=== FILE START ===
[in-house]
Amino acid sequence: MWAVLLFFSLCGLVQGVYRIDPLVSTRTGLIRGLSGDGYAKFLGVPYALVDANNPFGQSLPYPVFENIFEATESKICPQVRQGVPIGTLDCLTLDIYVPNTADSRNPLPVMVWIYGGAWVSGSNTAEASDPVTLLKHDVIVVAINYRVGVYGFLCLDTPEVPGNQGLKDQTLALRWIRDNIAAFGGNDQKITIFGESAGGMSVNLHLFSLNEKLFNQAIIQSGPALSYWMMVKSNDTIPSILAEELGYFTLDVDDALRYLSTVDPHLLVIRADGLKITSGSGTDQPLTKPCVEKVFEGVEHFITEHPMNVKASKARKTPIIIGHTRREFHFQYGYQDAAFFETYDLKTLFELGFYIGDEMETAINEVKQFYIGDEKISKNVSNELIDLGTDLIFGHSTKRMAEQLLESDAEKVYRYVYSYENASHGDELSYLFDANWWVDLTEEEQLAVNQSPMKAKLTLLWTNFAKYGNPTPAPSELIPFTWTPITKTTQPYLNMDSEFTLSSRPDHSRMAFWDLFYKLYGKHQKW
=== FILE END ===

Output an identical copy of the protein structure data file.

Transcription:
[in-house]
Amino acid sequence: MWAVLLFFSLCGLVQGVYRIDPLVSTRTGLIRGLSGDGYAKFLGVPYALVDANNPFGQSLPYPVFENIFEATESKICPQVRQGVPIGTLDCLTLDIYVPNTADSRNPLPVMVWIYGGAWVSGSNTAEASDPVTLLKHDVIVVAINYRVGVYGFLCLDTPEVPGNQGLKDQTLALRWIRDNIAAFGGNDQKITIFGESAGGMSVNLHLFSLNEKLFNQAIIQSGPALSYWMMVKSNDTIPSILAEELGYFTLDVDDALRYLSTVDPHLLVIRADGLKITSGSGTDQPLTKPCVEKVFEGVEHFITEHPMNVKASKARKTPIIIGHTRREFHFQYGYQDAAFFETYDLKTLFELGFYIGDEMETAINEVKQFYIGDEKISKNVSNELIDLGTDLIFGHSTKRMAEQLLESDAEKVYRYVYSYENASHGDELSYLFDANWWVDLTEEEQLAVNQSPMKAKLTLLWTNFAKYGNPTPAPSELIPFTWTPITKTTQPYLNMDSEFTLSSRPDHSRMAFWDLFYKLYGKHQKW